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Legislation requiring greater liquor storeowner responsibility for illegal sidewalk activity survives challenge

Supervisor Sophie Maxwell authored the liquor store responsibility ordinance
Photo(s) by Luke Thomas

By Pat Murphy

March 8, 2006

Supervisor Sophie Maxwell yesterday beat back a milder version of her proposed requirement for liquor storeowners to call the police when they see criminal activity on their sidewalks.

Amendments to the Maxwell ordinance submitted by Supervisor Fiona Ma lowered owner responsibility to that already required by State regulation, Maxwell said.

Ma explained amendments rationale.

"They separate activities inside the store from those outside the store," Ma told colleagues in the Tuesday meeting of the Board of Supervisors.

"The purpose is to hold the owner responsible for activities that happen in his or her store where they have the best control over the premises.

"In terms of the sidewalk, we'll hold owners responsible for those activities they can safely address such as litter, proper lighting, and graffiti.

"I continue to believe it is unreasonable to ask them to put themselves in harm's way. Addressing crime in our City is the responsibility of the Police Department and other law enforcement - not business owners.

"I would also remind colleagues that the Small Business Commission unanimously opposes this legislation," added Ma.

Maxwell retorted those amendments already are required by State regulation and questioned political motivation.

"All of the things that have just been mentioned... the store owners are already responsible for under the ABC (California Alcohol Bureau of Control) regulations," stated Maxwell.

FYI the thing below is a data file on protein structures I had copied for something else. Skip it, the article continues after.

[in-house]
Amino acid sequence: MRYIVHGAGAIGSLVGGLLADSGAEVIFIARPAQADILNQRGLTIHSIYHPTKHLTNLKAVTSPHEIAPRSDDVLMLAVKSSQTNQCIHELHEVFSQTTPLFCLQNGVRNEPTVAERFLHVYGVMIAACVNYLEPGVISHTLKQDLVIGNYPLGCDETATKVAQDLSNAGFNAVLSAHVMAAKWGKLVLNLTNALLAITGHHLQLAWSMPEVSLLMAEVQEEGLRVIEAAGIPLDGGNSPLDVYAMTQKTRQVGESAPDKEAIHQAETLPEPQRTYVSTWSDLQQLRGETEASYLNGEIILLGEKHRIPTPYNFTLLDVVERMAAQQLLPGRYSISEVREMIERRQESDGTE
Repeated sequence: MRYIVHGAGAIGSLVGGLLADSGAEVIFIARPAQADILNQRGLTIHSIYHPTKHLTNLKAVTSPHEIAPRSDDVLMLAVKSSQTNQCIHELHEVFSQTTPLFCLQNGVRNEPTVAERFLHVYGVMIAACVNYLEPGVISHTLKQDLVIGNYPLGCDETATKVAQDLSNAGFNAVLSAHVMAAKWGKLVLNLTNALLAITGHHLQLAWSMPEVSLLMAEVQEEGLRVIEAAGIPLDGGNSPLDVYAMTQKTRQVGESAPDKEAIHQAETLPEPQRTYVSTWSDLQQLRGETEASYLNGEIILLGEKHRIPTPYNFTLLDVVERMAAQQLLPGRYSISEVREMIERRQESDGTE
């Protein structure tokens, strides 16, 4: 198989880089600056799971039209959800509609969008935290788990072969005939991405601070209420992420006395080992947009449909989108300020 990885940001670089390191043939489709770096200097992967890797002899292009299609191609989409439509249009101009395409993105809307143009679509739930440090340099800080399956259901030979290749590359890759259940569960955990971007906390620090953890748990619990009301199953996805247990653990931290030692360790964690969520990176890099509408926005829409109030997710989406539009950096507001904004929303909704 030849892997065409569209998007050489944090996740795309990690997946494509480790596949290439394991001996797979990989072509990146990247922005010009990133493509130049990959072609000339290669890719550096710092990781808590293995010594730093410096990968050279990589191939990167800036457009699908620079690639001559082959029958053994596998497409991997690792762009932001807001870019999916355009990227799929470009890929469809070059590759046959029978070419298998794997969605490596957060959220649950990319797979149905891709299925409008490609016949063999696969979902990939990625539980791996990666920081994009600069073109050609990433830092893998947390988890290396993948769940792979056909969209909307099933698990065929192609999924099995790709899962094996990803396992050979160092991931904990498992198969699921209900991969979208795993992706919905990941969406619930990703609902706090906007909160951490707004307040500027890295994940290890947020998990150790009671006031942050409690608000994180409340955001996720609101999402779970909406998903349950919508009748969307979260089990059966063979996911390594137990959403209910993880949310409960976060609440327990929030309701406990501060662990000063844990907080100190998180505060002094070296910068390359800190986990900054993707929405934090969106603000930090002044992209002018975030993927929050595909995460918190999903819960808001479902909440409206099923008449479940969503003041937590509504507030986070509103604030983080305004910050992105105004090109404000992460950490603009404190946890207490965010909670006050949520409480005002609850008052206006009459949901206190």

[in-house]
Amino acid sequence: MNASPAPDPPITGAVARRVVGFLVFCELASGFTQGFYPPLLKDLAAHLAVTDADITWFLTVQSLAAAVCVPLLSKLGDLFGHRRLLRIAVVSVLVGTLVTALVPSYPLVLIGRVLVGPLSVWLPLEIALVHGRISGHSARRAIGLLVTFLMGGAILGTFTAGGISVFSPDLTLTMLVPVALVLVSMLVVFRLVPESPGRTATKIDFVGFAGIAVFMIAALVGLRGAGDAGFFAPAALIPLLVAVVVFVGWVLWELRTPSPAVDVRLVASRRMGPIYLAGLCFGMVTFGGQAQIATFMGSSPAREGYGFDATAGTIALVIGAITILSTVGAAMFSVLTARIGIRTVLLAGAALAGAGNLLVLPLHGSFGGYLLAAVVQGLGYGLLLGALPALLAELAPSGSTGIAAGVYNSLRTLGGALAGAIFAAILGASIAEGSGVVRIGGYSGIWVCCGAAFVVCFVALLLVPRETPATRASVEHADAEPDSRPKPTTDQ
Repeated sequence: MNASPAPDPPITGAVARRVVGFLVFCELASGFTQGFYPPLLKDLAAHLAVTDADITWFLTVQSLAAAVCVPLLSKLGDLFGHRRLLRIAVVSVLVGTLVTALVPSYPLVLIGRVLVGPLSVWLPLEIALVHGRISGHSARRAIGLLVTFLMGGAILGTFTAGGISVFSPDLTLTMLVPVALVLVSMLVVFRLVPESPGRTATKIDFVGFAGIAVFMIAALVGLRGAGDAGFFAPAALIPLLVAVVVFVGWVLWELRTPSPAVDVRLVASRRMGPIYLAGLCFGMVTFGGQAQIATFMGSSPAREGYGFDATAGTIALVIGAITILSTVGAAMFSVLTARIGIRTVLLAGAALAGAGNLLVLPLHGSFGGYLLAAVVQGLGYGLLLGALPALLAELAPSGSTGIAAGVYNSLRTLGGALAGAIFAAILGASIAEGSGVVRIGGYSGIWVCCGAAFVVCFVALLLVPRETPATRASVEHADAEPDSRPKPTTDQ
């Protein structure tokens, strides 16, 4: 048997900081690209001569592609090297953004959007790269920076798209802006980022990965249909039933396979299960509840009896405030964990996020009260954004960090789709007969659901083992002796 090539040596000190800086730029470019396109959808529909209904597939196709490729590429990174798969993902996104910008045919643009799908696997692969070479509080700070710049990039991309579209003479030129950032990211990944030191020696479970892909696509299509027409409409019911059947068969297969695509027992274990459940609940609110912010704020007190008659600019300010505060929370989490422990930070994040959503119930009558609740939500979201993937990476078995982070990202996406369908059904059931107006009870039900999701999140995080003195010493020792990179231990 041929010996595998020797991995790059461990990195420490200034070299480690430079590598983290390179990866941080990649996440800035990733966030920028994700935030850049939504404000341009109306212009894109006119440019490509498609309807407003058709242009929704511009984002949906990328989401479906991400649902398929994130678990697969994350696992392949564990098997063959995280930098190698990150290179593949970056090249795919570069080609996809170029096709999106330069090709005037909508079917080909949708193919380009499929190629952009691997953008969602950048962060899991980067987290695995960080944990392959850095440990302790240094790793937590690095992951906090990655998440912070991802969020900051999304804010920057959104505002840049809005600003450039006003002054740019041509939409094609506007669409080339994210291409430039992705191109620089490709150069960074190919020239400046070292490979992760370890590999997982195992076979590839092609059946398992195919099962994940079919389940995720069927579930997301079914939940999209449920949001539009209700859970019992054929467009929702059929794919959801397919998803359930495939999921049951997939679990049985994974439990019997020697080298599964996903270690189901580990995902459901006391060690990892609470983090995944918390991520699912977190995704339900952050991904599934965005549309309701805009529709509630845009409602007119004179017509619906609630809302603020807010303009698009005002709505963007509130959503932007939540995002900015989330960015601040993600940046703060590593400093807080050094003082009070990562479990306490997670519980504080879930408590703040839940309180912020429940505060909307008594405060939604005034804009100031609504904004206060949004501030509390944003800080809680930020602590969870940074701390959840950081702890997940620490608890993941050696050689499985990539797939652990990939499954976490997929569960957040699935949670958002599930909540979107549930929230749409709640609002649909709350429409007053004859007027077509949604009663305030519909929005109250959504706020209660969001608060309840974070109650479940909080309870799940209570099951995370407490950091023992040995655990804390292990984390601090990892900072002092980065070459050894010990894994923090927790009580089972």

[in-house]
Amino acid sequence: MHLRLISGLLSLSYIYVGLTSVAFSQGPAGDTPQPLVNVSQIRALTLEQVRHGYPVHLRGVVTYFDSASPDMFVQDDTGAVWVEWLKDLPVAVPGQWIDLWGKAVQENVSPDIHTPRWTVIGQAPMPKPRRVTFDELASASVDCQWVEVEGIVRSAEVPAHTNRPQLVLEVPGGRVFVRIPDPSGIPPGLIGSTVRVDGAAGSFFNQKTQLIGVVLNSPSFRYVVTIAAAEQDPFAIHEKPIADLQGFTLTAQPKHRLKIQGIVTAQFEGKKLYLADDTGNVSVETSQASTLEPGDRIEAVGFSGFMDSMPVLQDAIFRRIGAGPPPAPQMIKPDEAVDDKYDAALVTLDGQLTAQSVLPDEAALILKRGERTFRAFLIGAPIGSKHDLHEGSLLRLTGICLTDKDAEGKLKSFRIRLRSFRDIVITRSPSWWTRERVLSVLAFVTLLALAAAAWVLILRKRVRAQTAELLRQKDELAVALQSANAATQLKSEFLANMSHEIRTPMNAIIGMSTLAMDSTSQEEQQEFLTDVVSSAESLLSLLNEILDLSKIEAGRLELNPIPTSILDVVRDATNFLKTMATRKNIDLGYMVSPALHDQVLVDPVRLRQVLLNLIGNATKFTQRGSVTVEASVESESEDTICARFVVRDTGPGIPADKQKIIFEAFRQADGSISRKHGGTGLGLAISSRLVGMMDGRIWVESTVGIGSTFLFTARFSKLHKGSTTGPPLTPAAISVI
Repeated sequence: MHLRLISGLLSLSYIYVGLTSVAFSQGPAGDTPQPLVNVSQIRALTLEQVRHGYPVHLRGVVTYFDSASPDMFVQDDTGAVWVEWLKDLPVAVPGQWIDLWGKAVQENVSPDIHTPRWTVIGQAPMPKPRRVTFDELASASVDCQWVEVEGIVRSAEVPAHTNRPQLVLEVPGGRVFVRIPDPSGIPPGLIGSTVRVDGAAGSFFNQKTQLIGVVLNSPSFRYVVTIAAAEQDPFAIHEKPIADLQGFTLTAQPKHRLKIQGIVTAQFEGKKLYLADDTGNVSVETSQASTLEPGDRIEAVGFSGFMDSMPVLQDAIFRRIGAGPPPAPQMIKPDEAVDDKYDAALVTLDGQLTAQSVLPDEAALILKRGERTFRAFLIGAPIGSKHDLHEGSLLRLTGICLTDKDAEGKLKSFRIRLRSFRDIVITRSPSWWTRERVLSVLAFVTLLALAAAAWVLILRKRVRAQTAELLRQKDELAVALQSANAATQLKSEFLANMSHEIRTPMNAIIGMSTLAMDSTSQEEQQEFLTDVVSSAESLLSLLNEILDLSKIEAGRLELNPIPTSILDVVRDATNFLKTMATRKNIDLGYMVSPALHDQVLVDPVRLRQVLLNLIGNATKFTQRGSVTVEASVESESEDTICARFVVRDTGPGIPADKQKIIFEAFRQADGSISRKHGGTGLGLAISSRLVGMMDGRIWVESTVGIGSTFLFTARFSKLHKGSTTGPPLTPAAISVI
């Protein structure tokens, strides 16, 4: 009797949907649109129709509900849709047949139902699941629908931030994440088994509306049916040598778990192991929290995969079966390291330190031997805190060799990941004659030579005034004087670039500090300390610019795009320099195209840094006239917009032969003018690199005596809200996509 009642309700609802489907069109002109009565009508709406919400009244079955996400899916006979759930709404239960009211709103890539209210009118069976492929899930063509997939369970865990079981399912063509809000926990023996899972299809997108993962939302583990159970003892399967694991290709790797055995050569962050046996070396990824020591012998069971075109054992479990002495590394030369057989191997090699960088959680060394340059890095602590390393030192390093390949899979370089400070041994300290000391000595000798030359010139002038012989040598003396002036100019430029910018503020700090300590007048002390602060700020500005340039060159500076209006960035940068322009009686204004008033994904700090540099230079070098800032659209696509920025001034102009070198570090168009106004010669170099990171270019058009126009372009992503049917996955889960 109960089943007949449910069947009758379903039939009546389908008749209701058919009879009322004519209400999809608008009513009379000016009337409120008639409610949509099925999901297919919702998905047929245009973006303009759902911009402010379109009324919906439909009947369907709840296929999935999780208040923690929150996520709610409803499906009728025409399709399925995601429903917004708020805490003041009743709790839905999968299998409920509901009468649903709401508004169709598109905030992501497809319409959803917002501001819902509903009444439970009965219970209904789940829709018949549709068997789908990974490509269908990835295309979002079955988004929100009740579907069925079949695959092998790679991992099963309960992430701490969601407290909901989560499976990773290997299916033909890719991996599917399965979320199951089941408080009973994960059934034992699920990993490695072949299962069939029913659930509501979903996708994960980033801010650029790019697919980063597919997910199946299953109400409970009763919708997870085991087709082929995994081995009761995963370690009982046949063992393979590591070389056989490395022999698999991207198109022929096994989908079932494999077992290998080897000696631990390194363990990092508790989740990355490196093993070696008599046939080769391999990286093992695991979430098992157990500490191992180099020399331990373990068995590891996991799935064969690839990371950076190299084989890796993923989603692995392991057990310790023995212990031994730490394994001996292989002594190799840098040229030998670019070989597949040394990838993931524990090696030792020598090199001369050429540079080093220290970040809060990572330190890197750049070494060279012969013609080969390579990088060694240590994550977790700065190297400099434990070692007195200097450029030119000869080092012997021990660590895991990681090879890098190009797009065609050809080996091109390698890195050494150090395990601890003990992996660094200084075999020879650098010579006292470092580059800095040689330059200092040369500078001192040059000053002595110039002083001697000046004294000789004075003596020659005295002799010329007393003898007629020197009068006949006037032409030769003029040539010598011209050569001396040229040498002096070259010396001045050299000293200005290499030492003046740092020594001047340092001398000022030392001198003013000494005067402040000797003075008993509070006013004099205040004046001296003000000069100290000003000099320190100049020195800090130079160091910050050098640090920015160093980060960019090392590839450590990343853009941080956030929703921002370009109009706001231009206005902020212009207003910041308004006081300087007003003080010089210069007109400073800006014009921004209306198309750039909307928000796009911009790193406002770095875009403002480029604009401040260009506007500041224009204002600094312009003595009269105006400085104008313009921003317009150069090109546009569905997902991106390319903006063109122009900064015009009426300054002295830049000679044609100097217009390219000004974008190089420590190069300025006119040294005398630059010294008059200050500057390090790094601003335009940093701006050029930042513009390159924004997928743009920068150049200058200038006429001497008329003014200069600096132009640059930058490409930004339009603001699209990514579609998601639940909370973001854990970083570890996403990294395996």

"So my question is, then, what legislative agenda are you trying achieve here?

Liquor storeowners are not required to intervene or call the police if owners believe their safety would be jeopardized under the Maxwell ordinance, the District 10 supervisor noted.

"If they are already responsible for the outside within 20 feet - they are responsible for nuisances, they are responsible for drunkenness, for prostitution, for all of those things from the ABC - we are just bringing this (responsibility) locally.

"What we are saying here is that if they feel that their lives are in jeopardy then they do not need to call.

"If they feel that their safety is in jeopardy we are recognizing that.

"We are not asking them to do anything that they do not already have to do according to the ABC.

"What you are doing here is watering down what is already there. You are making ours less restrictive.

"Why would you do that?"

Board of Supervisor President Aaron Peskin provided an answer.

"I think it's called politics," interjected Peskin.

The Arab storeowner network is a well funded association.

And Ma, a former aide to political heavyweight John Burton, is a candidate for the California Assembly District 12 seat.

Ma recently hired Bill Barnes as legislative aide, who formerly held the same position with Supervisor Chris Daly.

Daly withheld his endorsement of progressive candidate Jeff Adachi in Adachi's successful race for San Francisco Public Defender against Burton's daughter.

Supervisor Chris Daly

Daly, representing the heavily liquor store populated District 6, told the Sentinel he refused Adachi's requested endorsement in order not to jeopardize Daly's relationship with Burton.

Only Supervisors Ross Mirkarimi and Daly joined Ma in supporting Ma amendments.

Supervisor Ross Mirkarimi

Supervisor Jake McGoldrick is out of town due to a visit to London's Mayor Ken Livingstone.

Supervisor Gerardo Sandoval absented himself from the Board floor during final vote.




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